The operation of the above described arrangement is as follows:
In the balanced condition, shown in FIG. 1, both light emitting outputs 4b and b glow with the same light intensity. Should the movable element 1 of the meter rotate in clockwise direction and carrying therewith masking vane 2 from its zero position, then the light entry aperture 4a of the light conductor 4 will be masked more and more by the edge 2a and subsequently by the surface of vane 2, should the rotation continue further clockwise. At the same time, light emitting aperture 4b\ becomes increasingly darker, while the other light emitting aperture Sb keeps emitting the same light intensity as before. Should the movable element 1 rotate in counter-clockwise direction, then the light emitting aperture 4b remains glowing with the same light intensity, while the light emitting aperture 5b becomes increasingly darker. Should the movable element 1 be required to re tate more than 180 then appropriate stops are provided so that edge portion 2a should not interfere with light entry aperture 5a, similarly, edge portion 2b should then not interfere with light entry aperture 4a.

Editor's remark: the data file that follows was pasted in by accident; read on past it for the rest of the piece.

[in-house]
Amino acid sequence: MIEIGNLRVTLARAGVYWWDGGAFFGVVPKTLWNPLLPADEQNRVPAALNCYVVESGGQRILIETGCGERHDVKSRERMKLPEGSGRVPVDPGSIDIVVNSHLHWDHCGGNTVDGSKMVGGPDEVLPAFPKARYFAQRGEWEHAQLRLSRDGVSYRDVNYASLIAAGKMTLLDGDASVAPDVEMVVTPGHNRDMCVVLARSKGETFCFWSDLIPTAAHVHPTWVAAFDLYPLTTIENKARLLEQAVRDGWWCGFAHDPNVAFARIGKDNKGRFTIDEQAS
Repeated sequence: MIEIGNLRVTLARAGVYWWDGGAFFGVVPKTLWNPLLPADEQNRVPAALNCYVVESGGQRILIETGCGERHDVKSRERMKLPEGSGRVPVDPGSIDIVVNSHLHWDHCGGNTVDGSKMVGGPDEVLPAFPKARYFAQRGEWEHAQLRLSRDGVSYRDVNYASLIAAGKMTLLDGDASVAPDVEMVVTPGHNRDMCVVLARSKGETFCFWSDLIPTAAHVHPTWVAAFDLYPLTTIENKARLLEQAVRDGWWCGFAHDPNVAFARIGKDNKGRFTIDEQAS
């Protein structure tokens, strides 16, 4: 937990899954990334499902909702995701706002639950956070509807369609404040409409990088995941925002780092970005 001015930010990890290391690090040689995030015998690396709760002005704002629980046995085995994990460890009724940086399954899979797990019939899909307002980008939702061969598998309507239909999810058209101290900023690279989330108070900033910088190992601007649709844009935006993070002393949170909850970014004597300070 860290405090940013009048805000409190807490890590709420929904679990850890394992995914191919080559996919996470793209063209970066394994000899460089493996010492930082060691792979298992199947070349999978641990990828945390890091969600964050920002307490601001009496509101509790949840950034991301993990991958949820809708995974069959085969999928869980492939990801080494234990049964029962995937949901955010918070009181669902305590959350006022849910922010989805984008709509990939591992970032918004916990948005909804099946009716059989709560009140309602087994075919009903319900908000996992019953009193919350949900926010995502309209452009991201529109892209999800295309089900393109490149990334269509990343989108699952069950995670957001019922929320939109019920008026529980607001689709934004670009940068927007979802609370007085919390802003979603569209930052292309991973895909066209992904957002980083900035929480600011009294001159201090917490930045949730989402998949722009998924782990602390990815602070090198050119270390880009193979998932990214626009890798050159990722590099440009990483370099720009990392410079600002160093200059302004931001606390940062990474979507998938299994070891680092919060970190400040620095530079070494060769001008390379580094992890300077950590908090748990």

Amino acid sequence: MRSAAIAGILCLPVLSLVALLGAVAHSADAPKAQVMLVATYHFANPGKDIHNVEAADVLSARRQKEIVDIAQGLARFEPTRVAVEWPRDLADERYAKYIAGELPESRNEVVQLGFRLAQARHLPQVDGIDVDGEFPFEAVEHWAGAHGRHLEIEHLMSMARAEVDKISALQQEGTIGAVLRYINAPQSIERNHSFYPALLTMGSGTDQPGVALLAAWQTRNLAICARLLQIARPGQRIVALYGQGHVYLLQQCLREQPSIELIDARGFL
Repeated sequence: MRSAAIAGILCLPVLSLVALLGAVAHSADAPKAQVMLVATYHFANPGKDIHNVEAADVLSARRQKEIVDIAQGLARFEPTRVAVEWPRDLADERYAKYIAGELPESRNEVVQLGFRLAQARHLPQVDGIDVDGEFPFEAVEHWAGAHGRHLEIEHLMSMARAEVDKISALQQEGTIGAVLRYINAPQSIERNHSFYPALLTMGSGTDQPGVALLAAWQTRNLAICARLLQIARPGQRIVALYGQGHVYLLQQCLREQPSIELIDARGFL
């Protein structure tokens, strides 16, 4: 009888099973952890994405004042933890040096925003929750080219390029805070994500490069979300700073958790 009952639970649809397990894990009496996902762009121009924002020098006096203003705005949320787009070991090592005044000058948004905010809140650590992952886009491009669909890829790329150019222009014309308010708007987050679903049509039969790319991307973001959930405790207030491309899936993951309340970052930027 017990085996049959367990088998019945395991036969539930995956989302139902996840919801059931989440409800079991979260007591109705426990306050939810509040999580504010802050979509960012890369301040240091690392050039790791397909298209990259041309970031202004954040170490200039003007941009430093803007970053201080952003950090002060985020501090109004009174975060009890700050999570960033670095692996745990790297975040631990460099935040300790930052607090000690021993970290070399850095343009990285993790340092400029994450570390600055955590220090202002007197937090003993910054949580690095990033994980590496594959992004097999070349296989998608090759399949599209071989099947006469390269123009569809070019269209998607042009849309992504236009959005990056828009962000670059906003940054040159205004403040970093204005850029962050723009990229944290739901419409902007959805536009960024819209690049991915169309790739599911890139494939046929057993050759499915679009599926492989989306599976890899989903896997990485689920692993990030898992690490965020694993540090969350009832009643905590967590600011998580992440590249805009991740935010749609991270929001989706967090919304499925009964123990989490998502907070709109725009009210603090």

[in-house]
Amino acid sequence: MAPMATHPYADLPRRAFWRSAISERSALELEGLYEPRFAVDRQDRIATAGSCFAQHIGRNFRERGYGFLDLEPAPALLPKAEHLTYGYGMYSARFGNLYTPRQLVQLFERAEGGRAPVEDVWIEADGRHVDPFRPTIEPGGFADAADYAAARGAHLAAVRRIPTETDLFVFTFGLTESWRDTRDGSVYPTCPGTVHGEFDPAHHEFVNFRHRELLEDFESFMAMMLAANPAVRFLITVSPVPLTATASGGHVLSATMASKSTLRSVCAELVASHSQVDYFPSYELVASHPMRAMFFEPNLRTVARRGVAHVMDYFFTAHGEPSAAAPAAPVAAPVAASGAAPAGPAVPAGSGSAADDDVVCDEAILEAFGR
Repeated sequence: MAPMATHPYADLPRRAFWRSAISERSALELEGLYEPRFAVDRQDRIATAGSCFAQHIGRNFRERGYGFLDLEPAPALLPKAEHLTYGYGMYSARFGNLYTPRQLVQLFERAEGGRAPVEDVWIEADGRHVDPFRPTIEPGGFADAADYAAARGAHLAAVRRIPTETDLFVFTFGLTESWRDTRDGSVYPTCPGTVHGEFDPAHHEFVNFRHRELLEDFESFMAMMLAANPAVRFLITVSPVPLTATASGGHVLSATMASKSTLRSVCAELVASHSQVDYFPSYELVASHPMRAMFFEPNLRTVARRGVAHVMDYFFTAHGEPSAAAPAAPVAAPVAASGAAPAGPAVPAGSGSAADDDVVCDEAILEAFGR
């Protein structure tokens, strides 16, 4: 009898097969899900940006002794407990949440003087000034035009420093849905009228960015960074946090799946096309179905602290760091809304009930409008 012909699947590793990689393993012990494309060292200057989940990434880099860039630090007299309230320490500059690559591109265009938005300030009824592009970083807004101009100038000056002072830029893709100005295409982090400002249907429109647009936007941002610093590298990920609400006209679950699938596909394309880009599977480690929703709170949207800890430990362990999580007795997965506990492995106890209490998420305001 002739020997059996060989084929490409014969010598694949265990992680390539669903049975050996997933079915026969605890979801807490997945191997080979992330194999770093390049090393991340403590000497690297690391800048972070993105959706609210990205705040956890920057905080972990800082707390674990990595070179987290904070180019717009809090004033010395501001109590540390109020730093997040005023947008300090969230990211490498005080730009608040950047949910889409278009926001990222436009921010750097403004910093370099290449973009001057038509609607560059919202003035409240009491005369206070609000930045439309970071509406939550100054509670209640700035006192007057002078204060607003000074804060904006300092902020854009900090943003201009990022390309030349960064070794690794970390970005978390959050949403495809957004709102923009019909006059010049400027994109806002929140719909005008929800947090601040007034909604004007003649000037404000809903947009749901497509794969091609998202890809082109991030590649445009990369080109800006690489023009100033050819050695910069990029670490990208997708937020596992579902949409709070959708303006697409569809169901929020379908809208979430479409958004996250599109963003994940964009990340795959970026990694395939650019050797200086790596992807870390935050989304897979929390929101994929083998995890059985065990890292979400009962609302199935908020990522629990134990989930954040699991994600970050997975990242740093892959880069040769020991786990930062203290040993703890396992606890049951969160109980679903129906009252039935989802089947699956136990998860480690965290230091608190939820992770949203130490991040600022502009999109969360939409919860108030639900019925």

The invention also provides that masking vane 2 could be made of a size which permits half way masking of both light entry apertures 4a and 5a in the balanced condition, whereupon rotation of the movable element 1 will cause a darkening of one of the light emitting apertures with a proportionally increasing illumination of the other.
It has been found that the balancing can be performed more accurately if the rate of change of the light intensity at the balancing point is the greatest. As shown in FIG. 2, the last mentioned objective can be accomplished by an appropriate formation of the cross section of the light conductors 4 and 5 or by appropriately shaping the masking edge portions 2a and 2b of the vane. The light conductors in FIG. 2, for example, are preferably made with a cross-like cross section 40 and 50 which, in the balanced condition, as shown in FIG. 2, symmetrically mask both of the light beams, that is the light beams are masked to one half of their extent. Under this condition, the light emitting apertures 4b and 5b produce a light intensity relation as shown in FIG. 3 from which it can be seen that the rate of change of intensity is greatest in the neighborhood of the balance point A. Since in the embodiment shown in FIG. 2 one of the light elements becomes darker while the other becoming proportionately lighter, the result will be a doubling of the intensity difference between the two light elements. Under such conditions, both light elements glow with the highest intensity at the balancing point and upon a deviation from the balance point in one direction, only the corresponding light element becomes darker while the other will glow with the same light intensity.